“Twilight,” ventured Thorax at last, “would it be okay to leave me and Loco to ourselves for a bit? We've been lecturing him a bit too much; what he really needs now is comfort.”

“From someone he ain't familiar with?”

“Spike was none too familiar with me when I first met him; but he still found a good friend in me. Just trust me, Applejack.”

Twilight and Applejack exchanged doubtful glances; but eventually nodded to each other in consent. “Alright, Thorax,” replied Twilight, “but if you do need any input, we'll be right outside.”

“Thanks, Twilight.” Thorax watched until the two mares had closed the door, and turned back to Locomotion. “She was so precious to you, wasn't she?” he whispered sympathetically.

Locomotion nodded tearfully. He wasn't sure whether Thorax was referring to Hornette or Carnation Petal, let alone why he was even bothering with him after such a violent outburst; but by now, he was beyond caring. “More than you could ever imagine,” he sobbed.

Thorax smiled sadly. “I miss my father too. He was such a good role model – the very reason, in fact, why I was so in touch with the 'common' changeling, so to speak. Chrysalis saw them as inferior; but my father was never afraid to fraternise with them on a daily basis, and encouraged me to do the same. But more than that, he was the loving, caring parent that any creature would've wanted, and it staggers me that Pharynx didn't follow his example as closely as I did.” He allowed himself a quiet chuckle; “Mind you, he was always an independent sort.”

“He ought to be grateful,” murmured Locomotion unhappily. “Your parents genuinely cared for you as kids – Hornette never had that kind of love.”

“No...but she did at least have me and the resistance group,” put in Thorax. “It was for timid, hurt souls like her that we strove to make our kingdom a better place – and we can still do it, Loco. With your help, we can still overthrow Chrysalis and restore harmony to the Badlands.”

For a split second, he could almost make out the faintest hint of a smile on Locomotion's face. But that vanished just as quickly as it appeared, and the red-furred stallion gloomily went back to gazing out of the window. “Maybe,” he conceded half-heartedly. “It's just so hard to feel positive about something when you've got so many negatives weighing on your mind.”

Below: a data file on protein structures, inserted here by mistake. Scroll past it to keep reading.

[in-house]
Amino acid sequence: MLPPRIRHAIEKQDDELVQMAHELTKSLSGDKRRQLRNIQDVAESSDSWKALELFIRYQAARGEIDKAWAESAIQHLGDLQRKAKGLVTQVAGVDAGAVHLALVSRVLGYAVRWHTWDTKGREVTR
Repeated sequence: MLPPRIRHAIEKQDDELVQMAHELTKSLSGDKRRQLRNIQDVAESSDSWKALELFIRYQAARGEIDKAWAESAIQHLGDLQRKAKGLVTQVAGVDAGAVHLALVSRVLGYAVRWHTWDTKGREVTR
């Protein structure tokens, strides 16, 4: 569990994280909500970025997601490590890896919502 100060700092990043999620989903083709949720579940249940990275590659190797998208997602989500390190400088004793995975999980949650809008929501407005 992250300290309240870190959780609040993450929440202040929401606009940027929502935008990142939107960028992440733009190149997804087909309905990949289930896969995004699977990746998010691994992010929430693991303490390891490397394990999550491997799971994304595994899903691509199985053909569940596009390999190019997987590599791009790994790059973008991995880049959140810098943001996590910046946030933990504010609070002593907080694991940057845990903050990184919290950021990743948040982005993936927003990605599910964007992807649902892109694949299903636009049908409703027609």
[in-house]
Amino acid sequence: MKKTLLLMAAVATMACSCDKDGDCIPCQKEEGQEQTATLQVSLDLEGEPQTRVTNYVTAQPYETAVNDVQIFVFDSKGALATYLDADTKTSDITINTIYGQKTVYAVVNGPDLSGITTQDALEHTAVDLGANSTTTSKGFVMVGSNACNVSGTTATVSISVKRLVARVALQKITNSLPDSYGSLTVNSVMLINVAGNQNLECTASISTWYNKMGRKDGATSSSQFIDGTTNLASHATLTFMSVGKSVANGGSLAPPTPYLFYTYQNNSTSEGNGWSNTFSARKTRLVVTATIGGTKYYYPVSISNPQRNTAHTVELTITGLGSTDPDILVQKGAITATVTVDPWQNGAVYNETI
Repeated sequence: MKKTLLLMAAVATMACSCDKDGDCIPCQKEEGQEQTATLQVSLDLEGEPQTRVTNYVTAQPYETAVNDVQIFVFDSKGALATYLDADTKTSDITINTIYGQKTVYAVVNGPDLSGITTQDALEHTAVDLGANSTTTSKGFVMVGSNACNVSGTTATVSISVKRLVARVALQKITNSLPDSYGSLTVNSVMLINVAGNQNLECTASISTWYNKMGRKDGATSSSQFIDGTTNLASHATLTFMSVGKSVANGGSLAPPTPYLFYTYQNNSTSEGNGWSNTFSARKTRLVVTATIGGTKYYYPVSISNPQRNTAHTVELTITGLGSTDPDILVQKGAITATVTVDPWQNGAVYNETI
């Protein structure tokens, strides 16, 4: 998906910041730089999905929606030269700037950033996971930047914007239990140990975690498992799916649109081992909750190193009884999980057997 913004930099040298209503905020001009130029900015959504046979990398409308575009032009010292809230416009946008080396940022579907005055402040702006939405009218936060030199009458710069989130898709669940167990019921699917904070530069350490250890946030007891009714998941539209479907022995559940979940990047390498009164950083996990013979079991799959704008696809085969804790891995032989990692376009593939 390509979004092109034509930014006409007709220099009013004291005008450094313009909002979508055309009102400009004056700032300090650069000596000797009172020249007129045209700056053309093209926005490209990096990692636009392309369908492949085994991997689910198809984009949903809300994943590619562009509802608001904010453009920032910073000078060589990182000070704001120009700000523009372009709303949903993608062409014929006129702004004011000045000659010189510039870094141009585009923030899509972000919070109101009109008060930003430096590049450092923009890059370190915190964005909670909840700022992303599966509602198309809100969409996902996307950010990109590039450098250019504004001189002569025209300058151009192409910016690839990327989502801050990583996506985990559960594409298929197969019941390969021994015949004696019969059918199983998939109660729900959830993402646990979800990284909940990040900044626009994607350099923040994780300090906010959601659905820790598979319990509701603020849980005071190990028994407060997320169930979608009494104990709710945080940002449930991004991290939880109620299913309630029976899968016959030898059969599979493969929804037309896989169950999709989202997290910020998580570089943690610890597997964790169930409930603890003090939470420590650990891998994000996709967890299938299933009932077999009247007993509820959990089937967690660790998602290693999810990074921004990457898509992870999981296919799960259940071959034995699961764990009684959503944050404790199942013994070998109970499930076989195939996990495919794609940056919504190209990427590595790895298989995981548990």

Thorax said no more. He just sat and listened, his arm still draped over Locomotion's shoulders, as the young stallion drifted into a soft lament;

“Back in my early years before I came to Ponyville,
My disability made my life a struggle up the hill;
But Uncle Steamer saw in me some engine driving skill,
And helped me live the dream I'd always wanted to fulfil.

He stood by my side with every rise and fall,
Yet I don't feel I deserve his acts of kindness after all...

'Cause I'm nopony's hero!
Stops the speeding train;
Rescues helpless passengers...

Lands the crippled aeroplane,
Foils the massacre...

Not the famous actor
Who plays the hero's role...

Not the handsome colt
Who wins the filly's heart and soul.

Nopony's own salvation,
Nopony's hero!

For sixteen years Hornette had herself been through the mill,
Hence why I was compelled to help her settle into Ponyville;
But still I feel the guilt for letting my fears break my will,
And just to rub it in, it's nearly driven me to kill.

She stood by my side with every rise and fall,
Yet I don't feel that I deserve her affections after all...

'Cause I'm nopony's hero!
Saves the refugee,
Defends her in her time of need...

Sets the changelings free
From all their lust and greed...

Not the well-known face
Of genuine pacifist fame...

I'm truly a disgrace,
With only myself to blame!

Nopony's own salvation.
Nopony's hero!

They stood by my side with every rise and fall,
Yet I don't feel I deserve their love and friendship after all...

'Cause I'm nopony's hero!
Stops the speeding train;
Rescues helpless passengers...

Lands the crippled aeroplane,
Foils the massacre...

Not the famous actor
Who plays the hero's role...

Not the handsome colt
Who wins the filly's heart and soul.

Nopony's own salvation,
Nopony's hero!”